The Chindwin River is a river in Myanmar and the major tributary of the Ayeyarwaddy River. The river flows 840 kilometres to join the Ayeyarwaddy.
The Chindwin river is 750 miles from north to south. However, she is the biggest tributary of the mighty Ayeyarwaddy and spills her strength into the longer river at a place not far from Mandalay, an old city that is the heart of Myanmar. It runs through misty-blue mountains and charming towns and villages, proudly running through a region of abundant natural resources and fertile meadows.
The Chindwin Valley is a place of deep jungles and lofty mountains. The cultures of the inhabitants are more unspoilt, and the towns and villages lining the river bank. The marvellous Thanboddhay Pagoda of Monywa and the cave pagodas of Hpowintaung and Shwebataung, are in the Chindwin valley.
Another natural wonder is an extinct volcano crater producing natural Spirulina. It is grown in many parts of the world but this is a rare natural find, the blue-green algae growing organically in a nature-made lake. Spirulina is rich in protein, minerals, amino acids, iron, beta-carotene, vitamins B and E. International researchers have found that it probably stimulates the immune system, and may have antiviral and anticancer effects. It is widely consumed in Myanmar. No organisms can survive to pollute the waters in which this algae grows, so Spirulina is one of the cleanest, most naturally sterile foods found in nature.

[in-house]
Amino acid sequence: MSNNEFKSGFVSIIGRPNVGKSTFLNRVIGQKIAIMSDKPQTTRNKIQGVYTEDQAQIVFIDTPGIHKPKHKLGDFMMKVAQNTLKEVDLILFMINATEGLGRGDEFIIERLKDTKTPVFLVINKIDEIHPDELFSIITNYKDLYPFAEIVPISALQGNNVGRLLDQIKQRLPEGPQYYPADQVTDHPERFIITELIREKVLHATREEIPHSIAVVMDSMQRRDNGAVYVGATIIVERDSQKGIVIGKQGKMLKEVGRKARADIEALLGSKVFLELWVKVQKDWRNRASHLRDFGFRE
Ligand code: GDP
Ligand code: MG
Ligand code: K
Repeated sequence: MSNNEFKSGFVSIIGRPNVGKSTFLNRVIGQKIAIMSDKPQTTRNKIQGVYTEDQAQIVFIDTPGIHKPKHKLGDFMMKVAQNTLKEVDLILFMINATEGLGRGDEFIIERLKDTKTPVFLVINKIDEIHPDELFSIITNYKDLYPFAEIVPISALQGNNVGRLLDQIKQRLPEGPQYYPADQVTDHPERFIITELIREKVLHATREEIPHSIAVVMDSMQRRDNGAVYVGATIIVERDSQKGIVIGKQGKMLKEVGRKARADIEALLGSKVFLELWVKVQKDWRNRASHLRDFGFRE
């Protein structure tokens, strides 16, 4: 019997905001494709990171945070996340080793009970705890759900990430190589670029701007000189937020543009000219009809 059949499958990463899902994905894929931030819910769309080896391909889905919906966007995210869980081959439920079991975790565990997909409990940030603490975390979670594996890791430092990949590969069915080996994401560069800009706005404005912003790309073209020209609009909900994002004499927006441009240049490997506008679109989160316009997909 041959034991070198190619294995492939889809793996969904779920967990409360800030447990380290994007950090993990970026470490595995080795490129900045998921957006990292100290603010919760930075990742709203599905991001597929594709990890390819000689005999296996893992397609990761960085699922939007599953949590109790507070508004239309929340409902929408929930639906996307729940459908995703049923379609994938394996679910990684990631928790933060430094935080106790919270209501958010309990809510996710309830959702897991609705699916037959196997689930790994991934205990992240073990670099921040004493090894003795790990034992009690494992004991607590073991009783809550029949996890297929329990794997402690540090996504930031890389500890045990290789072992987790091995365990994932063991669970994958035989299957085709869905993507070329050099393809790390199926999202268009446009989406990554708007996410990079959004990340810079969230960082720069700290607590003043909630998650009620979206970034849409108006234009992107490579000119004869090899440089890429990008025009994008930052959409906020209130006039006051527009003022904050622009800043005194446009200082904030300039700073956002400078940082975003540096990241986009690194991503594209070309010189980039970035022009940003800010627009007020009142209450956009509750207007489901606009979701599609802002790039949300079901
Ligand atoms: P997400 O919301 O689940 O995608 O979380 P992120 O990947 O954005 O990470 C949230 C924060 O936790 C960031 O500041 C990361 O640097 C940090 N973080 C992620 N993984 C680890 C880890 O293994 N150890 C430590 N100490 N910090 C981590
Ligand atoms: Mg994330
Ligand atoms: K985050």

Along the Chindwin river bank are Kyaukkar village, producing lacquer ware products, Kani town which has been known as the birthplace of learned nobles and wealthy merchants of the ancient times, Kalewa town, the point where the Myit Thar River joins the Chindwin River.
There are also Allaungdaw Katthapa Wild Life Sanctuary, and Pyingago and Padauk wood, and Thanakha wood, forest products.
Also to go to Naga New Year festival, one has to travel up the Chindwin river reaching the Homemalin Town.
Settlements along the Chindwin River include Shwebo, which was the royal capital from 1760-1764.